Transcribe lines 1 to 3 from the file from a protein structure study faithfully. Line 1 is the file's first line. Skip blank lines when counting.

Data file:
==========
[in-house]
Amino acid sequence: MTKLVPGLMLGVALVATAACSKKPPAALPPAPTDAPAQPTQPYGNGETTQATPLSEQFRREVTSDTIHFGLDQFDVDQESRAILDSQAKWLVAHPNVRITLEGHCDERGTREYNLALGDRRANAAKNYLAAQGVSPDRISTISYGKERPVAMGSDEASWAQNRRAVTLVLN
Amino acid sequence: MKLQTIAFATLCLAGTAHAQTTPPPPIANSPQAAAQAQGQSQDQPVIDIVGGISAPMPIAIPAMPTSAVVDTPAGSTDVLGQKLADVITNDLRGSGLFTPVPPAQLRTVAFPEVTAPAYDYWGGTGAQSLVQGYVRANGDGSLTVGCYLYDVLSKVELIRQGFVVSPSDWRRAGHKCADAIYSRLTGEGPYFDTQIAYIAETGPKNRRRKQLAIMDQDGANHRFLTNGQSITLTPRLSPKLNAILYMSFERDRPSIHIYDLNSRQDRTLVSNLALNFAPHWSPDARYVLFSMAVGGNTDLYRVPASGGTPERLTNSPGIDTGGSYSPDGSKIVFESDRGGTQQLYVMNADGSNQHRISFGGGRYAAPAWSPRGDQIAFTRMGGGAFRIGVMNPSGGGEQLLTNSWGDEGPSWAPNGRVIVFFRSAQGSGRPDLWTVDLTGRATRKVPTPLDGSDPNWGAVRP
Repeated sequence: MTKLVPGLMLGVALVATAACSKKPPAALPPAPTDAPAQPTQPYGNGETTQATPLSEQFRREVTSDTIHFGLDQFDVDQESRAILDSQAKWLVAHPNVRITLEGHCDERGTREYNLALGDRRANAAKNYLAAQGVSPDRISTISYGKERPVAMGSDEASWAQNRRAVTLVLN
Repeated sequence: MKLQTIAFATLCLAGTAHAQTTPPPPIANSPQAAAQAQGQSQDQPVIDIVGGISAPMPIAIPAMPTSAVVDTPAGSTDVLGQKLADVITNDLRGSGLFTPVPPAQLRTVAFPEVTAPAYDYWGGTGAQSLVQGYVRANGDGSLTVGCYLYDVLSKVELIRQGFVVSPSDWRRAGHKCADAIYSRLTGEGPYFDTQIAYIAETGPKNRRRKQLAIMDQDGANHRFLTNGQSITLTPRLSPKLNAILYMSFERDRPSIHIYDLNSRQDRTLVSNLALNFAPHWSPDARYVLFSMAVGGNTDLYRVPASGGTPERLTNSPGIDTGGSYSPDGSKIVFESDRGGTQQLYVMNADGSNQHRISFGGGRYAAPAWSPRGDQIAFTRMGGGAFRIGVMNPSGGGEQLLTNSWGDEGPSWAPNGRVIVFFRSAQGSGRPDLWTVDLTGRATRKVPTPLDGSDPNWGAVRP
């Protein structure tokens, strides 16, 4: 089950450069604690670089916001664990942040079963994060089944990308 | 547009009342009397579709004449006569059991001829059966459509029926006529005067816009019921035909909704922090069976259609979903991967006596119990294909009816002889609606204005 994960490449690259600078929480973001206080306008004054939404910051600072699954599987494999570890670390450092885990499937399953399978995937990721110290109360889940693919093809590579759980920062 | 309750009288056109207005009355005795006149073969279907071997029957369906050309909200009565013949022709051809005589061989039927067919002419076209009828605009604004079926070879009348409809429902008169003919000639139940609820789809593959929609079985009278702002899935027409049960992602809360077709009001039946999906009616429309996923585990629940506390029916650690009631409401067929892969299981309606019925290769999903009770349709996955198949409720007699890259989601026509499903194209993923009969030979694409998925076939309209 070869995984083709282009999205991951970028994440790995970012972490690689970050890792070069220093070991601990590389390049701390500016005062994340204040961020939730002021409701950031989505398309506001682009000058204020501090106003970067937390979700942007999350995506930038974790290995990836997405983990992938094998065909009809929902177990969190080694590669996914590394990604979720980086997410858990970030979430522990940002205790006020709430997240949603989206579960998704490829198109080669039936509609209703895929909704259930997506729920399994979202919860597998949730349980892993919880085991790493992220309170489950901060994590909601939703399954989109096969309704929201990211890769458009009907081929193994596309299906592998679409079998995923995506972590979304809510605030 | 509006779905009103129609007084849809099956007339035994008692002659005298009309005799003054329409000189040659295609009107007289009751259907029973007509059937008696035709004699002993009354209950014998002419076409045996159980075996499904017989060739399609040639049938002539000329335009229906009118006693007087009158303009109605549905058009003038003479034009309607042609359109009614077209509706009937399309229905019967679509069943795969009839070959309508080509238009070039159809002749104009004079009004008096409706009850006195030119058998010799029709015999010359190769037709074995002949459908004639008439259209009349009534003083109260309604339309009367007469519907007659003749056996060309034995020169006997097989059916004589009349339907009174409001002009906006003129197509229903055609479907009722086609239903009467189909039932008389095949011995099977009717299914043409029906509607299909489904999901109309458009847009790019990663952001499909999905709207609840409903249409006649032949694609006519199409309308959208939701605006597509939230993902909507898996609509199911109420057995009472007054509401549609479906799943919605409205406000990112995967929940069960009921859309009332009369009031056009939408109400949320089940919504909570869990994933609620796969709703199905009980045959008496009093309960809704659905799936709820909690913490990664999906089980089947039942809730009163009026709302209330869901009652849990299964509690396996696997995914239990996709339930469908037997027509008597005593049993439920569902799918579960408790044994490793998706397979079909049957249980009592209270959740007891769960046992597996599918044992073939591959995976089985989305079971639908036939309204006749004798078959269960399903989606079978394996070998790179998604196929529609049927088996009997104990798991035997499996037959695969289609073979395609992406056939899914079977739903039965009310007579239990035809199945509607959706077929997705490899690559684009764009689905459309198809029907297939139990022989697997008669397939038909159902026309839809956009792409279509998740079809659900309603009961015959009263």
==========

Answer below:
[in-house]
Amino acid sequence: MTKLVPGLMLGVALVATAACSKKPPAALPPAPTDAPAQPTQPYGNGETTQATPLSEQFRREVTSDTIHFGLDQFDVDQESRAILDSQAKWLVAHPNVRITLEGHCDERGTREYNLALGDRRANAAKNYLAAQGVSPDRISTISYGKERPVAMGSDEASWAQNRRAVTLVLN
Amino acid sequence: MKLQTIAFATLCLAGTAHAQTTPPPPIANSPQAAAQAQGQSQDQPVIDIVGGISAPMPIAIPAMPTSAVVDTPAGSTDVLGQKLADVITNDLRGSGLFTPVPPAQLRTVAFPEVTAPAYDYWGGTGAQSLVQGYVRANGDGSLTVGCYLYDVLSKVELIRQGFVVSPSDWRRAGHKCADAIYSRLTGEGPYFDTQIAYIAETGPKNRRRKQLAIMDQDGANHRFLTNGQSITLTPRLSPKLNAILYMSFERDRPSIHIYDLNSRQDRTLVSNLALNFAPHWSPDARYVLFSMAVGGNTDLYRVPASGGTPERLTNSPGIDTGGSYSPDGSKIVFESDRGGTQQLYVMNADGSNQHRISFGGGRYAAPAWSPRGDQIAFTRMGGGAFRIGVMNPSGGGEQLLTNSWGDEGPSWAPNGRVIVFFRSAQGSGRPDLWTVDLTGRATRKVPTPLDGSDPNWGAVRP